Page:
Tuesday, September 2, 2008

The Visualization of Data

I learned about Many Eyes, the brainchild of scientists at IBM's lab in Cambridge, Mass., from my friend Adam. It's a Web tool that anyone can use to create visualizations of data. As a rabid fan of Edward Tufte (speaker, anti-PowerPoint crusader, and author of several books on the visualization of data, including The Visual Display of Quantitative Information), I had to pass it along.

There are already several visualizations on the site. Here's one that I found quite compelling, because it uses a "network diagram" to depict visually the medal count at the 2008 Olympic Games in Beijing:

Note: If the graphic does not appear above, it's because Many Eyes is moving databases around. I've had problems signing in and performing other basic tasks – IBM may not have devoted enough server space to Many Eyes.

I think it would be easier to understand if the countries and the sports were better differentiated, and I posted a comment to that effect (I accidentally went down as "Anonymous," which was annoying because anonymous posting is a pet peeve of mine). If you're looking for a specific country, you can select a sport in which you know that country medaled, and all of the countries with medals in the sport light up; you'll then have an easier time of finding the country. (Of course, the same is true the other way around.)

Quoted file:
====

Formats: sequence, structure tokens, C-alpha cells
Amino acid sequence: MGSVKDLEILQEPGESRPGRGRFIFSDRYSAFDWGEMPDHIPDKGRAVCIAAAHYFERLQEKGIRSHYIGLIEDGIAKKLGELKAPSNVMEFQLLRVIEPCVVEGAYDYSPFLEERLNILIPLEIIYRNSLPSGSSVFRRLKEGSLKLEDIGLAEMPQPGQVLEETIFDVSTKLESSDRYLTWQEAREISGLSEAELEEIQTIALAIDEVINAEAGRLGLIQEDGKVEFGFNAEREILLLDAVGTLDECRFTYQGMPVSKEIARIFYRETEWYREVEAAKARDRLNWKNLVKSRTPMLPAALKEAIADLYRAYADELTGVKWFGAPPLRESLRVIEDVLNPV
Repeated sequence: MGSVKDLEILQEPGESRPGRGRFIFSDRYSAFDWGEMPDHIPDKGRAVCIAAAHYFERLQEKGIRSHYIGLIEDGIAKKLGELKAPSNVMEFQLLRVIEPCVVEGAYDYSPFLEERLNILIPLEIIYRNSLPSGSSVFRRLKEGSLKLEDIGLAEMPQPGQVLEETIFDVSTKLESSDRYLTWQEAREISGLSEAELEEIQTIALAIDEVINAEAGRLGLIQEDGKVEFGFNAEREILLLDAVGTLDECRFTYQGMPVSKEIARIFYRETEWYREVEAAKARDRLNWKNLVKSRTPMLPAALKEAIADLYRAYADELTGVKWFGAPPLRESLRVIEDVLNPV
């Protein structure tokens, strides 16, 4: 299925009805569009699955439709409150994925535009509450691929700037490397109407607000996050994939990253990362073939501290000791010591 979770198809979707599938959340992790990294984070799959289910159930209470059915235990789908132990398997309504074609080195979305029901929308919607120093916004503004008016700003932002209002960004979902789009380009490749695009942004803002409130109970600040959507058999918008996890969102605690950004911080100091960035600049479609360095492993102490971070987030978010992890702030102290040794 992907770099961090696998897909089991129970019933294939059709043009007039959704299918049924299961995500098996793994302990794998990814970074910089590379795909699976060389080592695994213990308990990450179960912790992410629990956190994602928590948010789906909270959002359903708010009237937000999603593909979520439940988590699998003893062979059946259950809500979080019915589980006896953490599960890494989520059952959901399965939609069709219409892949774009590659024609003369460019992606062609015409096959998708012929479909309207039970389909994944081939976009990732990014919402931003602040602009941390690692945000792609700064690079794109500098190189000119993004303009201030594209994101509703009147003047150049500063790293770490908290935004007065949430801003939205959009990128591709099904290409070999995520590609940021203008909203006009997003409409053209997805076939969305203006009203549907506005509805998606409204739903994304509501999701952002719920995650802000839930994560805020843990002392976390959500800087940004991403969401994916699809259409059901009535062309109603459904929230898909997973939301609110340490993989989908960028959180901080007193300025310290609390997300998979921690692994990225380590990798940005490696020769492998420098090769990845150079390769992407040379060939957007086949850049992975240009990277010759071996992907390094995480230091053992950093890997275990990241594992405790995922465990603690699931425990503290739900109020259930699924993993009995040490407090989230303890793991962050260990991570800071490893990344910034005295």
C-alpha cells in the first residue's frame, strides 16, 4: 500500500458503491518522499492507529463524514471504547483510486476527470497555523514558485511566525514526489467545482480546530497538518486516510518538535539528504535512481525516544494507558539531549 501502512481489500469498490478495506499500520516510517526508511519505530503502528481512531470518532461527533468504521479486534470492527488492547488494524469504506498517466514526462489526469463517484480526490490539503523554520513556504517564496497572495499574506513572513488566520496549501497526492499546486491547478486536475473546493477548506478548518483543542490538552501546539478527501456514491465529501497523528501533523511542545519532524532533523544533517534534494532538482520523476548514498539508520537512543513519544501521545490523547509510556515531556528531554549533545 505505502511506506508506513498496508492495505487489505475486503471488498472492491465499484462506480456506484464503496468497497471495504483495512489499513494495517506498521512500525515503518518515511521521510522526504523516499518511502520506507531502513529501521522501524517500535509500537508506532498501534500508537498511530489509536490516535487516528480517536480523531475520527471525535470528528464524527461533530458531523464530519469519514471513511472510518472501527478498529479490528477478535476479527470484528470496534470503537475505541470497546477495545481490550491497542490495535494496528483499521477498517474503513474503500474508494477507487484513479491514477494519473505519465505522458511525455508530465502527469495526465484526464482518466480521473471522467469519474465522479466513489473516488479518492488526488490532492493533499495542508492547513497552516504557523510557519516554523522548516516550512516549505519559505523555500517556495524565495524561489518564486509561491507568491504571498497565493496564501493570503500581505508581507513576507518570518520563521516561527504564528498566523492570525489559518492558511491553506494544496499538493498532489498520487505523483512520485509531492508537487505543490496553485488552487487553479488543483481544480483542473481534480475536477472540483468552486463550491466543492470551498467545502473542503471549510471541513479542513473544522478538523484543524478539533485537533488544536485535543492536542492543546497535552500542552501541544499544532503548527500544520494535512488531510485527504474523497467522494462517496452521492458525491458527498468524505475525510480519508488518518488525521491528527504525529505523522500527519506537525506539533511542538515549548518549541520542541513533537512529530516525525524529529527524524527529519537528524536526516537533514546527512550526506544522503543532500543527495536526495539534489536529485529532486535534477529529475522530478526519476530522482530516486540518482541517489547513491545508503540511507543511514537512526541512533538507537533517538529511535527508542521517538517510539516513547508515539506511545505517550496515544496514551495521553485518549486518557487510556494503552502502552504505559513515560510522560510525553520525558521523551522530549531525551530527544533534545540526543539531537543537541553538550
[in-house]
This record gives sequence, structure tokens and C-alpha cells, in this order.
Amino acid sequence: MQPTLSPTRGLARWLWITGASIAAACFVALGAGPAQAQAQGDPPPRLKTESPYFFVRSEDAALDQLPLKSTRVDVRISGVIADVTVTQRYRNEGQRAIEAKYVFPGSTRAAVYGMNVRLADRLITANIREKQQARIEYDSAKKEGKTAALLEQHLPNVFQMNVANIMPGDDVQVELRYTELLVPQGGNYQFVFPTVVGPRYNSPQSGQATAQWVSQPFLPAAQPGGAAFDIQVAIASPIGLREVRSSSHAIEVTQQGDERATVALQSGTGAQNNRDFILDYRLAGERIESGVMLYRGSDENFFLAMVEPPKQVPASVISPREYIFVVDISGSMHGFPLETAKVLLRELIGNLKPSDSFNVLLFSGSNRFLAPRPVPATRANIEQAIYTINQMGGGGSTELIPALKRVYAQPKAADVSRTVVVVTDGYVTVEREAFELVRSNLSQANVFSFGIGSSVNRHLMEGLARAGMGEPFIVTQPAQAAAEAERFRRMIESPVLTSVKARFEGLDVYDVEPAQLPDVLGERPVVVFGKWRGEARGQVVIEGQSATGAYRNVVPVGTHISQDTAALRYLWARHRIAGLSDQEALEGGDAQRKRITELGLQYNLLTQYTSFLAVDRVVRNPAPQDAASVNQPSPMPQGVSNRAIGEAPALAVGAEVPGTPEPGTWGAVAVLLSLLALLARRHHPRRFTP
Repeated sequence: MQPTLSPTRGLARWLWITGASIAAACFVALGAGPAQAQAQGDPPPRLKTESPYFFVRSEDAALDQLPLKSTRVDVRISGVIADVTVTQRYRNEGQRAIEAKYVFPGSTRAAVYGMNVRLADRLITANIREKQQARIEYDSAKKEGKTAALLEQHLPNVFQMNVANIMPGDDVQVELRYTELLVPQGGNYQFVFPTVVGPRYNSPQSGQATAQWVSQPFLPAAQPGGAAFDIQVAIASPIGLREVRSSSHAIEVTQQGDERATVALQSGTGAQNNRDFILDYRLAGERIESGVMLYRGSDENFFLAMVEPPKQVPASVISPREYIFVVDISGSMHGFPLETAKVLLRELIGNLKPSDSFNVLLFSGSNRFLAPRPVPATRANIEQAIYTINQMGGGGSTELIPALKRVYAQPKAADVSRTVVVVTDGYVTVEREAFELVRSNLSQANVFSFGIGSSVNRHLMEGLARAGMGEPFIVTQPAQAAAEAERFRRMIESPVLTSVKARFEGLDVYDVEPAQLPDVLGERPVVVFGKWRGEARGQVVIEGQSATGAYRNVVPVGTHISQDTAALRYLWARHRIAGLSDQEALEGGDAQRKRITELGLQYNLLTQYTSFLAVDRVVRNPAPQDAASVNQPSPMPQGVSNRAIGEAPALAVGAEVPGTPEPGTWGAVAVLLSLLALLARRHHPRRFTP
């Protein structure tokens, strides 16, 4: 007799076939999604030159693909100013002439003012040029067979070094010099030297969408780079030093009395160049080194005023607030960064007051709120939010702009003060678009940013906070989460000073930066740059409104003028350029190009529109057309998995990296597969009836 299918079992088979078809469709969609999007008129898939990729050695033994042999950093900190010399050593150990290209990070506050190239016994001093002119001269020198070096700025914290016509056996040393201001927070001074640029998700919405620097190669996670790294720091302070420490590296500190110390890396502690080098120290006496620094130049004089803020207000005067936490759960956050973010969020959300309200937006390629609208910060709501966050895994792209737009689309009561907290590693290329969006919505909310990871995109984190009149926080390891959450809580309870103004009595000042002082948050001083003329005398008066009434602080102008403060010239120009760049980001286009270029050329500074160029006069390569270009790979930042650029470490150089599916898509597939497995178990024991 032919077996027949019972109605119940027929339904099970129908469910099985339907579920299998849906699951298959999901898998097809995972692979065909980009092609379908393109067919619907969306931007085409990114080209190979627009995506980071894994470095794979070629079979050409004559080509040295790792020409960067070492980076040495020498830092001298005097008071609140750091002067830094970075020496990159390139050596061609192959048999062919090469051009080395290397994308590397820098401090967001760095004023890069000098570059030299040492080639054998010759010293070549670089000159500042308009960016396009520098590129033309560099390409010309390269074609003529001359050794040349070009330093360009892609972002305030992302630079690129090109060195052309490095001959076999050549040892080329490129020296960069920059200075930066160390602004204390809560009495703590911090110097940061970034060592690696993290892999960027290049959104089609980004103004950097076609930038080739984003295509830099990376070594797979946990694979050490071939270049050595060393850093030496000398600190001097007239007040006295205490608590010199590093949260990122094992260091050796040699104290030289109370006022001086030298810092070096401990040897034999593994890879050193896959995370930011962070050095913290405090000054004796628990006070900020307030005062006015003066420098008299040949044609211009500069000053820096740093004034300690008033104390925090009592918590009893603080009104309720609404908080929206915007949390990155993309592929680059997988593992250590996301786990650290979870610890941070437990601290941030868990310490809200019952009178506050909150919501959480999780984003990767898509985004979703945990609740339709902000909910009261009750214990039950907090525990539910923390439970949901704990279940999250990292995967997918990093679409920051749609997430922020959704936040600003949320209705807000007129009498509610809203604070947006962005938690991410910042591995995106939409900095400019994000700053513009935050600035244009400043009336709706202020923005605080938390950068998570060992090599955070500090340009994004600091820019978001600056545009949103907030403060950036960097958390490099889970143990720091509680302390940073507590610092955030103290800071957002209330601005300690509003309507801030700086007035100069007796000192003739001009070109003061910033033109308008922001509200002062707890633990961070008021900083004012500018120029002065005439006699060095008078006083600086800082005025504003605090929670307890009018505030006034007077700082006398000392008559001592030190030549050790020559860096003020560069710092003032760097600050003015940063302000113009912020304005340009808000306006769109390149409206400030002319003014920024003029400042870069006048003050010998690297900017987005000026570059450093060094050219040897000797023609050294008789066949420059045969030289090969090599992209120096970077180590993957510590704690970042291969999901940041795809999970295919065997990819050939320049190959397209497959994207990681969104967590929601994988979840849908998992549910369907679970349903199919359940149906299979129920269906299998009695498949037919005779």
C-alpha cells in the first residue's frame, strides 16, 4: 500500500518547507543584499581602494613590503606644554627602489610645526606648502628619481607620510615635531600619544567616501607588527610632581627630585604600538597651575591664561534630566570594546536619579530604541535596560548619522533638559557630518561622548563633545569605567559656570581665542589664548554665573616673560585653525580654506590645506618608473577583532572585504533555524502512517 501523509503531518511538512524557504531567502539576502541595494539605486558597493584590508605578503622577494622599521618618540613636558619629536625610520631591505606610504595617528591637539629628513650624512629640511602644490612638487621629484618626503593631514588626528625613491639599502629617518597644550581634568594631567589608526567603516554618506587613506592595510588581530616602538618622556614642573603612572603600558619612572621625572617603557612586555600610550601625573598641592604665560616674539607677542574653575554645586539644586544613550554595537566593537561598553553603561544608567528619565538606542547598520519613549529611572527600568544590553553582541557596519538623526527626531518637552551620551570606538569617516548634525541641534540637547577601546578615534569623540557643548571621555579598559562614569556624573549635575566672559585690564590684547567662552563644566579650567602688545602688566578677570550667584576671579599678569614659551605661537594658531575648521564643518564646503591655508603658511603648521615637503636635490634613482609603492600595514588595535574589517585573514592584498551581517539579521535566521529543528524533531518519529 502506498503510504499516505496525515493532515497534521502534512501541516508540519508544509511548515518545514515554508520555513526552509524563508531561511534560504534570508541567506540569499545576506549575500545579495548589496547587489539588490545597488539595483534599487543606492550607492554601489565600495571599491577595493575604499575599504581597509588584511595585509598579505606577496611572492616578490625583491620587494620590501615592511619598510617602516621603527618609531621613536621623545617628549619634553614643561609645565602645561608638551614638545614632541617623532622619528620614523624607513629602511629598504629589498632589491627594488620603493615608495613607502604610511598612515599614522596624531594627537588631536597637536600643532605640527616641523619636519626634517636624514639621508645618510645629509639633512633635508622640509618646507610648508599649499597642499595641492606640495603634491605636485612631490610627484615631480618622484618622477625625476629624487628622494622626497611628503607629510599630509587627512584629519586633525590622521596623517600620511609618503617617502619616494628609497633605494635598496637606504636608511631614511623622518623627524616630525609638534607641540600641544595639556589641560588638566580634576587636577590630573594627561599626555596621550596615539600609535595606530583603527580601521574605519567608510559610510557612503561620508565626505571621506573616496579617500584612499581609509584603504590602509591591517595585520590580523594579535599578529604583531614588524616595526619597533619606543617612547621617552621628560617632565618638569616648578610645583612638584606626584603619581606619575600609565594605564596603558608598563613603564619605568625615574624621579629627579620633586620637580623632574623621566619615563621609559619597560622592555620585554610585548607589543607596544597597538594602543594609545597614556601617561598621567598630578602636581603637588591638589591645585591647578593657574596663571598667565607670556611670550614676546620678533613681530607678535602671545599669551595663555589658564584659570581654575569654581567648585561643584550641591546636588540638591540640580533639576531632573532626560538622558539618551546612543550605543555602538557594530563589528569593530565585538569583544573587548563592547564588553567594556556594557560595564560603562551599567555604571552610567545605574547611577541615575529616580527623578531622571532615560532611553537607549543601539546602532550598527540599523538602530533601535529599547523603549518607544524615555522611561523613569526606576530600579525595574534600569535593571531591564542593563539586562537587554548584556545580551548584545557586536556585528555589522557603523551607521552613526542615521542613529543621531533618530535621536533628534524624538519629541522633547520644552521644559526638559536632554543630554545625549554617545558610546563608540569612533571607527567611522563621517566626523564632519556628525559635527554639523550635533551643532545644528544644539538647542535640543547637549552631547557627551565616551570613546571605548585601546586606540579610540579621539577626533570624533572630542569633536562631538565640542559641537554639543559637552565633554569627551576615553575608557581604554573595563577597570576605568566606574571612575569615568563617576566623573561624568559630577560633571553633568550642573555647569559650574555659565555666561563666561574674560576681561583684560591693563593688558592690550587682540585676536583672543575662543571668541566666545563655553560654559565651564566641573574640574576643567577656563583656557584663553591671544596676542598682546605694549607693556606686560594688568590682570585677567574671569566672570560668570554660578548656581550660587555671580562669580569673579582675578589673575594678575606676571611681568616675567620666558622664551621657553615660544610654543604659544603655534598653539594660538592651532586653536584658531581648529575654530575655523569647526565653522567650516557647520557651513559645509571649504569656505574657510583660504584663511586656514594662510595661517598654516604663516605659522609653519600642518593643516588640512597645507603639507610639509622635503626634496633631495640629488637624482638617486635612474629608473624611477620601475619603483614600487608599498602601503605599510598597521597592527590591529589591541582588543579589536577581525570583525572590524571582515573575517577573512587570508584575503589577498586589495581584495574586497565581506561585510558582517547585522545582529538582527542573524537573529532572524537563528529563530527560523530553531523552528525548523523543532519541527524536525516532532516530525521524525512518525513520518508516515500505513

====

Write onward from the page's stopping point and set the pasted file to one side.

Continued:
I also think this visualization would be improved if you could find the actual data by rolling over a country or sport; for instance, if you hold the mouse over "Boxing" a pop-up window appears to list the countries that medaled in that sport. But these are minor quibbles, and I'm not even sure if it's possible to make those changes.

I love that you can pull apart different elements to get a better handle on the information. And the interactivity doesn't stop there: this is also a forum, by which IBM accomplishes two things. First, it is better enabled to improve this tool and its subsets through user feedback. Second, IBM provides an additional service to its users: free consultation from the thousands of other users who frequent the site. Many Eyes thereby builds a solid user base.

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